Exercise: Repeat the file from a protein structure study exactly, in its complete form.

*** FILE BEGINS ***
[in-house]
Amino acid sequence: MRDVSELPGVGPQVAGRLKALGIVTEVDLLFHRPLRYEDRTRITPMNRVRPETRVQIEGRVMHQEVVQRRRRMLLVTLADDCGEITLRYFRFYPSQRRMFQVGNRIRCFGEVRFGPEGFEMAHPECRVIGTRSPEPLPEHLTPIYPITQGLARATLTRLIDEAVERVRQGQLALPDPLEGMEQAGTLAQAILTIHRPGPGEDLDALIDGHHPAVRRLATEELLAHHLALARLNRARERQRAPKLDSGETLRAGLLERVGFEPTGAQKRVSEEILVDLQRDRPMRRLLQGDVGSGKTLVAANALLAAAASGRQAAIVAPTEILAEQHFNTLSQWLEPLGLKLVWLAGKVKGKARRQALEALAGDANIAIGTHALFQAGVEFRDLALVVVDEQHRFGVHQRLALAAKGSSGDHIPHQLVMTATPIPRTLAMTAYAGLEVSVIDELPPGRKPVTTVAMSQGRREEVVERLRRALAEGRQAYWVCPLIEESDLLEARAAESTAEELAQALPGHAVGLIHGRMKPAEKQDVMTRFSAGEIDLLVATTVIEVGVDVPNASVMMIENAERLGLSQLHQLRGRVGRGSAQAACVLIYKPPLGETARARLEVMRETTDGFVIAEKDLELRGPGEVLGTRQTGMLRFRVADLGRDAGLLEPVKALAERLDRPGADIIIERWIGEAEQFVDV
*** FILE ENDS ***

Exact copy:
[in-house]
Amino acid sequence: MRDVSELPGVGPQVAGRLKALGIVTEVDLLFHRPLRYEDRTRITPMNRVRPETRVQIEGRVMHQEVVQRRRRMLLVTLADDCGEITLRYFRFYPSQRRMFQVGNRIRCFGEVRFGPEGFEMAHPECRVIGTRSPEPLPEHLTPIYPITQGLARATLTRLIDEAVERVRQGQLALPDPLEGMEQAGTLAQAILTIHRPGPGEDLDALIDGHHPAVRRLATEELLAHHLALARLNRARERQRAPKLDSGETLRAGLLERVGFEPTGAQKRVSEEILVDLQRDRPMRRLLQGDVGSGKTLVAANALLAAAASGRQAAIVAPTEILAEQHFNTLSQWLEPLGLKLVWLAGKVKGKARRQALEALAGDANIAIGTHALFQAGVEFRDLALVVVDEQHRFGVHQRLALAAKGSSGDHIPHQLVMTATPIPRTLAMTAYAGLEVSVIDELPPGRKPVTTVAMSQGRREEVVERLRRALAEGRQAYWVCPLIEESDLLEARAAESTAEELAQALPGHAVGLIHGRMKPAEKQDVMTRFSAGEIDLLVATTVIEVGVDVPNASVMMIENAERLGLSQLHQLRGRVGRGSAQAACVLIYKPPLGETARARLEVMRETTDGFVIAEKDLELRGPGEVLGTRQTGMLRFRVADLGRDAGLLEPVKALAERLDRPGADIIIERWIGEAEQFVDV